In 1993, scientists reported on a Dutch family, 14 members of whom were sociopaths, involved in aggressive crimes such as bullying, physical violence, rape, and arson. They all had in common a mutation in a gene that makes an enzyme called MAOA. The function of this enzyme is the breakdown of neurotransmitters such as serotonin and noradrenaline (or norepinephrine, a chemical first cousin of adrenaline). The ready conclusion was defective enzyme caused elevated levels of serotonin and noradrenaline, resulting in overactive brain circuits that serve aggressive behavior.

Case closed? Not so fast…

In a wonderful summary of the topic in Newsweek magazine (April 30, 2007), one of my favorite writers on the subject, Sharon Begley, describes a 2002 study in New Zealand of 442 men who were followed since their birth. Indeed, men with low MAOA were more likely to engage in persistent fighting, bullying, cruelty, and violent crime. But not all of them; only men who had been neglected or abused as children fit the bill. Men who grew up in a normal environment exhibited none of the violent traits.



In previous postings, we waxed scientific about the amygdala, two almond-shaped structures deep inside the brain that are the seat of primitive emotions such as rage and fear; these constitute the emotional basis of the fight or flight reaction, which is mediated by noradrenaline. These waves of seemingly overwhelming emotions are checked and inhibited by another, more modern structure in the brain: the prefrontal cortex. This structure is the seat of judgment, planning, and abstract thinking. It inhibits inappropriate or impulsive behavior and is engaged in constant self-monitoring (could it be the anatomical seat of the Freudian superego?). So in typical Ying/Yang fashion, the outcome of our behavior must then be the product of the amygdala and prefrontal interaction. Remember the then famous case of Kip Kinkel, a 15-year-old who, in 1998, killed his parents and two dozen schoolmates in Springfield, Oregon? His brain scan showed a completely silent prefrontal lobe; he had nothing to check and balance his raging anger emanating from his amygdala.

Is this it? Not quite…



Women love to point out, without much evidence I might add, that men’s aggressive behavior can be traced to their testosterone-addled brain. Only partly true. The level of testosterone is within normal limits between 20% and 200% of the mean; that’s a huge range of normal. However, if the level of testosterone exceeds 400% of the mean, then indeed women are right; men with these levels are more prone to violence. In fact, testosterone is an equal opportunity hormone; in a species of hyenas (I forget which), the first newborn in a litter, be it male or female, will eat the rest of the brood within days of birth. It turns out that this vicious sibling has inordinately high levels of testosterone in its brain, much higher than the other hapless siblings.

But to assume that we are simple automatons, following helplessly the script written by our genes, brain circuits, and hormones, would deny a self-evident fact—we don’t behave automatically, we do have a certain degree of free will.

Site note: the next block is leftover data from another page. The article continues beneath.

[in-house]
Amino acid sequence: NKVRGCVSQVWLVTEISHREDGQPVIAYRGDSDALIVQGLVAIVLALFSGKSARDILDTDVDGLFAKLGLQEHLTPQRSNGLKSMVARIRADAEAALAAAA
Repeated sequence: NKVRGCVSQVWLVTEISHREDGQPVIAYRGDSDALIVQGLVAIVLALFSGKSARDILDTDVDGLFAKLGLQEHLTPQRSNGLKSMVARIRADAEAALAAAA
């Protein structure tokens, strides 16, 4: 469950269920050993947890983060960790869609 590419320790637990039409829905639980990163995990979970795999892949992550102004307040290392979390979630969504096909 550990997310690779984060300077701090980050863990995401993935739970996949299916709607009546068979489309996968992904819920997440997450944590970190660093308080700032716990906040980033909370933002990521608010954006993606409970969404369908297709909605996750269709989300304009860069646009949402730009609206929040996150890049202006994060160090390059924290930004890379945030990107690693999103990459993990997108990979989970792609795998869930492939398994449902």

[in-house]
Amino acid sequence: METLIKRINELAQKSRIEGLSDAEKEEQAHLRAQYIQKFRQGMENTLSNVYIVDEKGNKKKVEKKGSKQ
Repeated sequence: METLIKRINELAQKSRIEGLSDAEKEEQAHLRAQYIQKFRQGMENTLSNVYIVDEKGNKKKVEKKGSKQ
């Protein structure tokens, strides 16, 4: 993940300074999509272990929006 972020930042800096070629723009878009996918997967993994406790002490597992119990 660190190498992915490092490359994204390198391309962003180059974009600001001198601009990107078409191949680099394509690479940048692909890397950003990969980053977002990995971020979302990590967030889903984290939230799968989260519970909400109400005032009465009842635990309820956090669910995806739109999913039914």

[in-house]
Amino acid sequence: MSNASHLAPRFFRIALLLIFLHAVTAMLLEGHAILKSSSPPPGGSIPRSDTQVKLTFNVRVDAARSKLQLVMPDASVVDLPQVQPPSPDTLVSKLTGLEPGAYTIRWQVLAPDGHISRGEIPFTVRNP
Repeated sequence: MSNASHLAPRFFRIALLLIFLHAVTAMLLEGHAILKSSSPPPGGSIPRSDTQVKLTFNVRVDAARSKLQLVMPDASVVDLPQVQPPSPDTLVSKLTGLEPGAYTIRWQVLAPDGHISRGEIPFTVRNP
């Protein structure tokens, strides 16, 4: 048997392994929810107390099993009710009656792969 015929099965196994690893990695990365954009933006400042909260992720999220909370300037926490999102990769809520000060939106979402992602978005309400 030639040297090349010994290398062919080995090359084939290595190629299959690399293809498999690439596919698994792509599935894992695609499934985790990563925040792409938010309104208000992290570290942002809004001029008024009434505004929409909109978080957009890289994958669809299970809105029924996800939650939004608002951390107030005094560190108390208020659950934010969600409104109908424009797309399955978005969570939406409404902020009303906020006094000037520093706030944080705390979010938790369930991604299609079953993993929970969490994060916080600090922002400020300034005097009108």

The interaction of biology and the life one leads turns out to be of paramount importance in shaping the criminal mind. The most important characteristic of the behavior of mass killers is paranoia. They have the sense that the whole world is against them, that everybody but themselves is responsible for their troubles, that the world is unfair. They are usually depressed and socially isolated.

This kind of personality, you might say, could be the product of brain circuitry gone awry. But here is a fascinating finding from animal and human studies: Behavior can change brain circuitry and function, an outstanding example of nature/nurture interaction. So what are the non-biological roots of violent behavior? We finally arrive at the inevitable.


Society and culture

It is the social environment that allows, indeed encourages, psychopathic criminal behavior. Many societies have members with genes gone awry, with malfunctioning brain circuits, with males suffering from raging hormones, with children raised in violent homes. But, sad to say, we have the dubious distinction of being the champions of gun violence in the civilized world. In 2004, there were 29,645 deaths due to gun violence in the U.S., or 10.08 per 100,000. For comparison, France had 4.93, Belgium 3.67, and Spain 0.75 per 100,000.

In 5 years of war in Iraq, about 3,200 of our soldiers got killed. Yet, we tend to see the situation in Iraq as intolerable and dismiss the carnage in our own streets with a helpless shrug: “It’’s the culture…”

We mentioned the case of Kip Kinkel. Yes, his prefrontal lobe did not do its job. But here is rest of the story: A psychotherapist actually suggested that his dad buy him a gun so they could have something to do together.

As Pogo said: We have met the enemy, and it is us.

Dov Michaeli, MD, PhD
Dov Michaeli, MD, PhD loves to write about the brain and human behavior as well as translate complicated basic science concepts into entertainment for the rest of us. He was a professor at the University of California San Francisco before leaving to enter the world of biotech. He served as the Chief Medical Officer of biotech companies, including Aphton Corporation. He also founded and served as the CEO of Madah Medica, an early stage biotech company developing products to improve post-surgical pain control. He is now retired and enjoys working out, following the stock market, travelling the world, and, of course, writing for TDWI.